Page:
The Story, The Passion

lucaferronSmall and large are one and the same. For, however hard we try the sea stays where it is. Imagination however, does not – it is only the first step on the path to creativity.

 

It is an ancient map, a nautical chart traced using the Ptolemaic system and then Copernicus, and his representation of the world, like a window opening to reveal the immensity, the grandeur of it.

 

The world in miniature then is just that. Identical, (except for the difference in size) an engine of dreams and wonderment.

 

There is an Arabic proverb which states: “No track has ever led a caravan to a mirage, rather the mirage set the caravan in motion.

 

Just an illustration and model of a ship transport us there, where daily contingency prevents us from being. Hard work, stormy work for the narrator who speaks solely with images.

 

There is no goal which cannot be considered only “partial”, in the mind of those who put their hands among the watercolours and tools that will paint and hone “the things of the sea” in a place far away from the brine. The particulars: a good and magnificent obsession.

 

Only the artist knows how and how far he has come to approach his archetype of perfection. Always ready to correct, rectify or destroy everything and start again.

 

Words can do a lot.

 

Our sense of hearing is always vigilant, however the eyes are even more so, almost ferocious in their ability to catch a minute detail or seeming insignificance.

 

This is the work of Luca Ferron: to breathe life into the image on the page using sea salt and sea air so that the image can display the courage, hard work, boldness and even fear to all who gaze upon it.

 

Of course working on a large scale is easier: the miniaturist penetrates the infinitesimal harmony of shapes and proportions, true to himself and no one else, excepting perhaps those (in the case of a vessel) who built it on a slipway to deliver it to water.

 

There are several ways to fill in the time correctly: an initial sketch, a half hull, a portrait or a model.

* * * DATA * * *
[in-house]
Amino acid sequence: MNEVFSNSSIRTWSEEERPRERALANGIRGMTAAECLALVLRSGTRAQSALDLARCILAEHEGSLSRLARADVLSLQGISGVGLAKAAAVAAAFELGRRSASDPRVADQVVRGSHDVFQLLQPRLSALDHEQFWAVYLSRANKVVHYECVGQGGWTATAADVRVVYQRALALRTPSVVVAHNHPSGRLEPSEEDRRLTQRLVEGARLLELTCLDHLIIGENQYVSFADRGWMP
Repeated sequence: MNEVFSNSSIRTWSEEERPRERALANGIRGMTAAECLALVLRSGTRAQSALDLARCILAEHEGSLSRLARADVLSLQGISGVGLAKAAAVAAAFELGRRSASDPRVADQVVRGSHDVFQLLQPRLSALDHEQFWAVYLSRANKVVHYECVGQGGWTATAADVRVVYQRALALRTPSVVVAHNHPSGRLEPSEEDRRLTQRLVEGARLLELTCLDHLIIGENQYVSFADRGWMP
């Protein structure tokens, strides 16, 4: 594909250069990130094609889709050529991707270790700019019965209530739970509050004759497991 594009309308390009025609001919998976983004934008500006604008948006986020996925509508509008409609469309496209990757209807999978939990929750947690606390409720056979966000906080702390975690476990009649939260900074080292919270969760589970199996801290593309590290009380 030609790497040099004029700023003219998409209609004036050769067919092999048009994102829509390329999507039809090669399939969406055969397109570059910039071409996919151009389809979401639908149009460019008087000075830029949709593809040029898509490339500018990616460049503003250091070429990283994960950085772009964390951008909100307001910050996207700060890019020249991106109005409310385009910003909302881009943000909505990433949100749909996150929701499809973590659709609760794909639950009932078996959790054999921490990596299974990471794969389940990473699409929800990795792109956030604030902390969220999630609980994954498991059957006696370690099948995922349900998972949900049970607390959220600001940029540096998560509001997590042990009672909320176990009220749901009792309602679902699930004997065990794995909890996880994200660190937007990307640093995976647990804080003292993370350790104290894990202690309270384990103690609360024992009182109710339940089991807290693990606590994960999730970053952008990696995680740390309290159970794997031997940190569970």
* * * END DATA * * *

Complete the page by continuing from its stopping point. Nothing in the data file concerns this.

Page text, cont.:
The difference is in the invisible something that the work gives off.

 

If boats have souls, or, at least, if they capture the souls of their owners, herein lies their transitive property, the same mechanism that brings a painting to life, or animates a sailing ship fifty times smaller than the original.

 

The best colours, the best supports, the best essences and the construction techniques are all in accordance with the original.

 

Difference is like beauty: it is in the eyes of the beholder.

 

The “interim” is passed with a head bowed over a sheet of paper and rasping among pencil and wood shavings grated by the blade. From the material comes the form.

 

These words presenting myself and my work were written by Donatello Bellomo, journalist and writer, and my friend.

 

These words serve to allow a better understanding of the passion that I put into my work, work that I have been creating for over fifteen years now. Work, study and devotion that have allowed me to navigate this wonderful world (the world of boats) and meet men and women who set it alight with their incredible passion.

 

They allow me to be one of them, a large, close family of “dreamers”.

 

I have had the possibility and good fortune to meet and form friendships with men such as Olin Stephens, German Frers and Ron Holland, and in recent years to collaborate with Ed Dubois, Mark Mills and prestigious studios such as Reichel & Pugh, J&V and Nauta among others. Dreams were spun from their materials, allowing us to take to the sea in pursuit of our own “dream”.

 

I transform these “dreams” from rough materials into objects that can sit in the palm of your hand, or in the homes of their lucky owners in a manner that the “dream” can be continued even when they are far away from the sea.

 

These little “dreams” are created in a way that only great passion can accomplish, and I feel gratified when I see the look in the eyes of the persons when they receive “the object”.

 

Luca Ferron
Illustrator and model boat craftsman